I try to attend the Consumer Electronics Show in Las Vegas every year. And every year I hit the Wednesday wall. I wake up, my feet hurt, my face feels like parchment, and I think, “What’s the point? Can’t I just read about all this stuff on the web?”
Whether you’re an exhibitor, blogger, or VIP, CES is daunting. If you are a mere mortal, no matter what you do here, you will likely only matter to ten people, and there are 150,000+ attendees and 3,000+ exhibitors trying to matter just as hard to you. If you’re an anonymous tech dude wearing a blue blazer, open-collared shirt and jeans, you probably only matter to the dudes you flew in with, who are also wearing blue blazers, open-collared shirts and jeans. If I were you guys, I’d just stay home.
I first came to CES in 2010, to produce live shots for CBS News at the usual unholy hour of 4am Pacific. Despite the bone-crushing exhaustion of wrangling products until 11pm, panic-napping for two hours and then going back to work, 4am is a beautiful time to be inside the convention center. You and your crew are the only people in the cavernous silence, and live television is magic when it all goes right. That’s when you get to take a victory selfie wearing giant headphones bedazzled in Swarovski crystals, eat a caloric breakfast with your crew, and do it all over again.
In 2011, I learned that CES is hard when you’re working, but it’s even harder when you’re not. I had credentialled in preparation for a piece I was planning for a web ‘weekend lifestyle’ series. The piece ‘went away,’ and then the series did too, and I was in temporary job limbo with little to do. But my credential remained, so off I went to see friends and see the bling.
Here’s the problem with ‘just seeing friends’ at CES. They’re all working. They have five minutes for a hug, and the vague promise of a drink. And when you’re not working, the tech seems cold and pointless and it’s not like you can afford it anyway. Which brought me to 2pm Monday, when I had already seen everyone I needed to see, and found myself standing in front of a tinted window at The Wynn, staring out at Vegas in the harsh sunlight, thinking, “I matter to no one.”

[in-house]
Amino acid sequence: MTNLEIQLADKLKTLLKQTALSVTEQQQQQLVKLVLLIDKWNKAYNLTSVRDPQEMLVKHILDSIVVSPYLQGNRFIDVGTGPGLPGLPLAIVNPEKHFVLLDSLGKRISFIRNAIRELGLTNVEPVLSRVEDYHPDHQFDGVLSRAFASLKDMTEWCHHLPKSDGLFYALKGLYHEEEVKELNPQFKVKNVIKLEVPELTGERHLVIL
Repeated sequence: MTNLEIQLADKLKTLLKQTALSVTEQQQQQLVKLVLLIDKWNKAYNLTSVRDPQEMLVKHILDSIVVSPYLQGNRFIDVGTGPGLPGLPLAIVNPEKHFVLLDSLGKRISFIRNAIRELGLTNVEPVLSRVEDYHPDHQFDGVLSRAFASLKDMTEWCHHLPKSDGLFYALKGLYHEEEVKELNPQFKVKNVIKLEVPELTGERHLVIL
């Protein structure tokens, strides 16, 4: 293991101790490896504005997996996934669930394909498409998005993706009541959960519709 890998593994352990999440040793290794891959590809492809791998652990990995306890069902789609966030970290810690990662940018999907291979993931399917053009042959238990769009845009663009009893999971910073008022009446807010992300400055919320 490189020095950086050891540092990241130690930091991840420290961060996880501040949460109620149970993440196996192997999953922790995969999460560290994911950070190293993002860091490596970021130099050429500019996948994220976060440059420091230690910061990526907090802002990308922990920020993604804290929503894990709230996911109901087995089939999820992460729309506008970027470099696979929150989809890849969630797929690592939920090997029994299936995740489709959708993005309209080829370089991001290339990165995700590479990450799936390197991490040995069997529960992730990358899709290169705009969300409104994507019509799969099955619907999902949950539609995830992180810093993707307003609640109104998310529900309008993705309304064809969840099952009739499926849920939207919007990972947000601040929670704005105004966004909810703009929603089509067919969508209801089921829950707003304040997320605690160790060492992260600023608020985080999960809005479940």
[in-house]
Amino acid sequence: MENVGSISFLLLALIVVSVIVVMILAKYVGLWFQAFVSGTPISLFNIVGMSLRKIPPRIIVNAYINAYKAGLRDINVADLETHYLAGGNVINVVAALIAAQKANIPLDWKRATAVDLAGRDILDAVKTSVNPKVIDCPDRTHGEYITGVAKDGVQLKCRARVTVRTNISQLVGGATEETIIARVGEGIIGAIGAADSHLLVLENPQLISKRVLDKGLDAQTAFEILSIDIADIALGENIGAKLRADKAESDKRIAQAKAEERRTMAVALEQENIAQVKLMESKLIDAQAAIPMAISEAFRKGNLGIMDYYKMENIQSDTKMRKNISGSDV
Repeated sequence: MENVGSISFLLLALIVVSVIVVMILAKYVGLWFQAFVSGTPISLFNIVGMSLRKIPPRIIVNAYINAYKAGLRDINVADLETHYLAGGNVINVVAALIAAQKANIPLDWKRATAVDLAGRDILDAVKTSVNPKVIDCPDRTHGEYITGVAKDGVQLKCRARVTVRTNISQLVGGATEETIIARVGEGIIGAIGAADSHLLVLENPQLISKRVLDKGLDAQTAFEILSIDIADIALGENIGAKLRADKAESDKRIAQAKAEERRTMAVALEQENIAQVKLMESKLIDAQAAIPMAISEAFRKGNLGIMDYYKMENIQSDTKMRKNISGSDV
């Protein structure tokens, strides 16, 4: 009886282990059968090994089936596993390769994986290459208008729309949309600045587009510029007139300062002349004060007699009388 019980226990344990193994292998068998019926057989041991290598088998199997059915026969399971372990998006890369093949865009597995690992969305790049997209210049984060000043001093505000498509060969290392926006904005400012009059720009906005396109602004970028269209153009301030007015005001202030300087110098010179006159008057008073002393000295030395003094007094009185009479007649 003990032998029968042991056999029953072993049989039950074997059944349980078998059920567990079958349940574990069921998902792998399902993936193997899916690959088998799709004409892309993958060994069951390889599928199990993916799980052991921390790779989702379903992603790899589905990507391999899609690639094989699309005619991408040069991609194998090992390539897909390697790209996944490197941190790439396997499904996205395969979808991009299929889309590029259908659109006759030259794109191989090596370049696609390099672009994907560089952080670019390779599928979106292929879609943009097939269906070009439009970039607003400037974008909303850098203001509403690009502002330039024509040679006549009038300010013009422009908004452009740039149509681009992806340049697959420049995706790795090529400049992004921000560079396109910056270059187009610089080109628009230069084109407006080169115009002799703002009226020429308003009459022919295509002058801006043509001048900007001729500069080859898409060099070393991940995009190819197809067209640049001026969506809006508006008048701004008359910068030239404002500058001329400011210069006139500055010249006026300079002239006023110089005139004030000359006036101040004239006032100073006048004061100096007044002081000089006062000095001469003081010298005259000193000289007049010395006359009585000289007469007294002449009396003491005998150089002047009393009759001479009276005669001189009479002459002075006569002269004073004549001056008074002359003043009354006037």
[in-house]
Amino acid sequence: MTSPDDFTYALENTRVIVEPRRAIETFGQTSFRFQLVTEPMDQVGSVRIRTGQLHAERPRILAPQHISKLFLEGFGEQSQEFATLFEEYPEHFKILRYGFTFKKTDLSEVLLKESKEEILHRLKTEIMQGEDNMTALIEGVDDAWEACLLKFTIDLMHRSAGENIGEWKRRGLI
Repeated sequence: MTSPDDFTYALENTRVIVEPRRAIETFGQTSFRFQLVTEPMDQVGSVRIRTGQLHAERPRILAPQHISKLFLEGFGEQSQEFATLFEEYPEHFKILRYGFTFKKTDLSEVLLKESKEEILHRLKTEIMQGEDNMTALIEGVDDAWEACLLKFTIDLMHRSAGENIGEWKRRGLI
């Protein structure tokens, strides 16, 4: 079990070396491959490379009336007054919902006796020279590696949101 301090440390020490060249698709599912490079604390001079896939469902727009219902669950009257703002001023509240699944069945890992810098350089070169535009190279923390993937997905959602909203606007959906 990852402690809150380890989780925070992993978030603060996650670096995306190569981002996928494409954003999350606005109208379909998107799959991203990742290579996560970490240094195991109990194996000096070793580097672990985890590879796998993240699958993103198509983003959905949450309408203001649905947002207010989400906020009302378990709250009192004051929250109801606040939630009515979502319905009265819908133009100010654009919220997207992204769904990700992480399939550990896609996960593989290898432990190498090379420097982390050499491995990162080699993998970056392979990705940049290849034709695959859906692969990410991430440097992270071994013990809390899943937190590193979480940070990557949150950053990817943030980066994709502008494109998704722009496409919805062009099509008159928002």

This is called ‘touching the darkness.’ I don’t recommend it. But I’m lucky, because I have someone to whom I always matter: my husband Matt. I called him, cried a little about my uncertain future, and he made me laugh like he always does. I hope all you blue blazer dudes have a person like that in your lives too. Then I did the only sane thing you can do in Las Vegas when you have no plans.
I went outlet shopping. (It’s like gambling, only you get stuff for your lost money.) As I stuffed bags of discounted clothes into my car, a friend called about drinks, and then some other friends called about dinner, and just like that CES was fun again. Especially all those wacky 3-D TV’s.
I returned to CES in 2012. I don’t remember much about the show itself. All I remember is the party where will.i.am spent the night DJ’ing and making repeated inquiries about my preparedness to muthafuckin’ party.
I spent most of that night admiring will.i.am’s work ethic, and thinking, “Thank you so much, mr. i.am, you are doing a good job with those spinny things, but I really just want to be alone in my hotel room, reading Stephen King’s JFK time travel book.”
I didn’t go to CES in 2013, because I was working so hard at my job, which I loved. And it really paid off, because on Dec. 5th, 2013, my work threw me a surprise ‘mutual separation party.’
The upside of mutual separation is that I got to spend Christmas with my family, and New Years with my husband, CNN, and $60 worth of Chin Chin. And all that time, I never had to check email, and never had to worry whether I mattered, because for the moment, I didn’t. And it felt like magic. (Especially when I saw this.)